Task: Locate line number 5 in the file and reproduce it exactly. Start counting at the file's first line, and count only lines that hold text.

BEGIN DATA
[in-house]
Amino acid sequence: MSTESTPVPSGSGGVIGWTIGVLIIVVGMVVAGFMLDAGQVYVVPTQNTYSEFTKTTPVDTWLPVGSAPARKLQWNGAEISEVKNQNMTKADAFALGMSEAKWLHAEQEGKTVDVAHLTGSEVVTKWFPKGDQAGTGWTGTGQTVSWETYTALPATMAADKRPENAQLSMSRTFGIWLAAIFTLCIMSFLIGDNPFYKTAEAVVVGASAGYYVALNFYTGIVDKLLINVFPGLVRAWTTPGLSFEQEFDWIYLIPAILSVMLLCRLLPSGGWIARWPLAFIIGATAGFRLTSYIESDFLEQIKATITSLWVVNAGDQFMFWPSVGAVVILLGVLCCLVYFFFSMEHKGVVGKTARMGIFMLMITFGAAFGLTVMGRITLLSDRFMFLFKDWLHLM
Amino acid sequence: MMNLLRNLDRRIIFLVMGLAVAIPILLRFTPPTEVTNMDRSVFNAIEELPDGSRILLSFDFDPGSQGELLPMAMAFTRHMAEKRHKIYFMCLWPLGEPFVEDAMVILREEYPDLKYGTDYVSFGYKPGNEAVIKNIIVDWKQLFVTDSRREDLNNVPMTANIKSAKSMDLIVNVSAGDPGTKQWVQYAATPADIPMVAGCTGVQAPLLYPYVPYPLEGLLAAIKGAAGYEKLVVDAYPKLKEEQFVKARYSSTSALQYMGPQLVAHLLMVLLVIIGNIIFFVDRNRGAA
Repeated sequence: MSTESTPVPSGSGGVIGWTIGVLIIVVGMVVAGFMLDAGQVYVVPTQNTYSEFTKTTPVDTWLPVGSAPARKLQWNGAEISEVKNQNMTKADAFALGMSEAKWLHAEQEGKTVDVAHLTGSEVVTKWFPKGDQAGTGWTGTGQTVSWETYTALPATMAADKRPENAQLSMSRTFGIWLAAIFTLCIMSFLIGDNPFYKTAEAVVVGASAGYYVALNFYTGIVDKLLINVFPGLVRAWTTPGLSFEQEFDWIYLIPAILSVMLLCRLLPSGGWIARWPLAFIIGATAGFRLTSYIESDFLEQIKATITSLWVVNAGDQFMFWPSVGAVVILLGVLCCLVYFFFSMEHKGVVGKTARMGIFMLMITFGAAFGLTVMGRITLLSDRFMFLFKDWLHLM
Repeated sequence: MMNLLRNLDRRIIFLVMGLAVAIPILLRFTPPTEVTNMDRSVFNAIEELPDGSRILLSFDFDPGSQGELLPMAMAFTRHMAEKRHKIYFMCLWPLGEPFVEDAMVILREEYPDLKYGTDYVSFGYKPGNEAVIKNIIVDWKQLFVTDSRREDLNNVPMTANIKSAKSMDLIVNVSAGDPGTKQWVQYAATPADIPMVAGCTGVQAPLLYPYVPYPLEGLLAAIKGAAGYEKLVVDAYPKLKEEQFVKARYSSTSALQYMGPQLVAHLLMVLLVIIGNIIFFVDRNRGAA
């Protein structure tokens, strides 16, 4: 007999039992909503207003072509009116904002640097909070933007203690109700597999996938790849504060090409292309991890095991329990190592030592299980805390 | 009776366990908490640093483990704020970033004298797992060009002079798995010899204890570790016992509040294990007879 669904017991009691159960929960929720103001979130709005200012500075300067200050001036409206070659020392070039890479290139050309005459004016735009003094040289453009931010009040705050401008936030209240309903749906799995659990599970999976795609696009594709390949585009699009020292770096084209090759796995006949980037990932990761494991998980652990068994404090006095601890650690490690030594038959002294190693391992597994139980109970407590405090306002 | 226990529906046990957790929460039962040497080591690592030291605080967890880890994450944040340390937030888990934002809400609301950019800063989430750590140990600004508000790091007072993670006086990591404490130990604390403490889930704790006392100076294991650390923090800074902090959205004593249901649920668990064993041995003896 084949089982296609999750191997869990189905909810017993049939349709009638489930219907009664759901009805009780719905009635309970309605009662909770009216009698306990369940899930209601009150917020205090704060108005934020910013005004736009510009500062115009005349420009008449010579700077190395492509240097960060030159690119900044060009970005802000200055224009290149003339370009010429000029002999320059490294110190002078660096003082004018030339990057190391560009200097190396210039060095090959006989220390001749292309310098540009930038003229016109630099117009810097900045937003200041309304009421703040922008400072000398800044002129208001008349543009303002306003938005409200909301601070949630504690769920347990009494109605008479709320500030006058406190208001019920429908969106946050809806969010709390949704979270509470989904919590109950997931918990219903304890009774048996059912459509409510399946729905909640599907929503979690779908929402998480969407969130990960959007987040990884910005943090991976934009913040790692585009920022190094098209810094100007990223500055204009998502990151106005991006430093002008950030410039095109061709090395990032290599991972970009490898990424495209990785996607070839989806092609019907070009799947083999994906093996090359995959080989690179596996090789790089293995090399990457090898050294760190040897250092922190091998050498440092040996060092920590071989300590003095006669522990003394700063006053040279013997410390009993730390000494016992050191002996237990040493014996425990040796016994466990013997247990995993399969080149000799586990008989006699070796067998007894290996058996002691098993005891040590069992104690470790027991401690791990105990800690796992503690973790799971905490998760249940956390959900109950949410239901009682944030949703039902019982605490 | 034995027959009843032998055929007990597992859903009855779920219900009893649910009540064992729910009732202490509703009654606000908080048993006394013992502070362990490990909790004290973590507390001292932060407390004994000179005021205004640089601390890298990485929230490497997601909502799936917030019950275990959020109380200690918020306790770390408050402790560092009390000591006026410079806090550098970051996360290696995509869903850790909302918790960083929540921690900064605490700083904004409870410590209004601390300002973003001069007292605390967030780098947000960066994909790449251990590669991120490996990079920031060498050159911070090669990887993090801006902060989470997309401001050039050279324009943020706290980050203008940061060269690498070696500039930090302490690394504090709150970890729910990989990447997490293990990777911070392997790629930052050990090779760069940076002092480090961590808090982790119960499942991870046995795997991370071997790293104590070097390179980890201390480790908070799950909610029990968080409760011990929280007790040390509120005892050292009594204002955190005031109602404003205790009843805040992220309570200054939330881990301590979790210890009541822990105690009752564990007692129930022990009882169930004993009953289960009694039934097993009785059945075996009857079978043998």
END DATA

Repeated sequence: MMNLLRNLDRRIIFLVMGLAVAIPILLRFTPPTEVTNMDRSVFNAIEELPDGSRILLSFDFDPGSQGELLPMAMAFTRHMAEKRHKIYFMCLWPLGEPFVEDAMVILREEYPDLKYGTDYVSFGYKPGNEAVIKNIIVDWKQLFVTDSRREDLNNVPMTANIKSAKSMDLIVNVSAGDPGTKQWVQYAATPADIPMVAGCTGVQAPLLYPYVPYPLEGLLAAIKGAAGYEKLVVDAYPKLKEEQFVKARYSSTSALQYMGPQLVAHLLMVLLVIIGNIIFFVDRNRGAA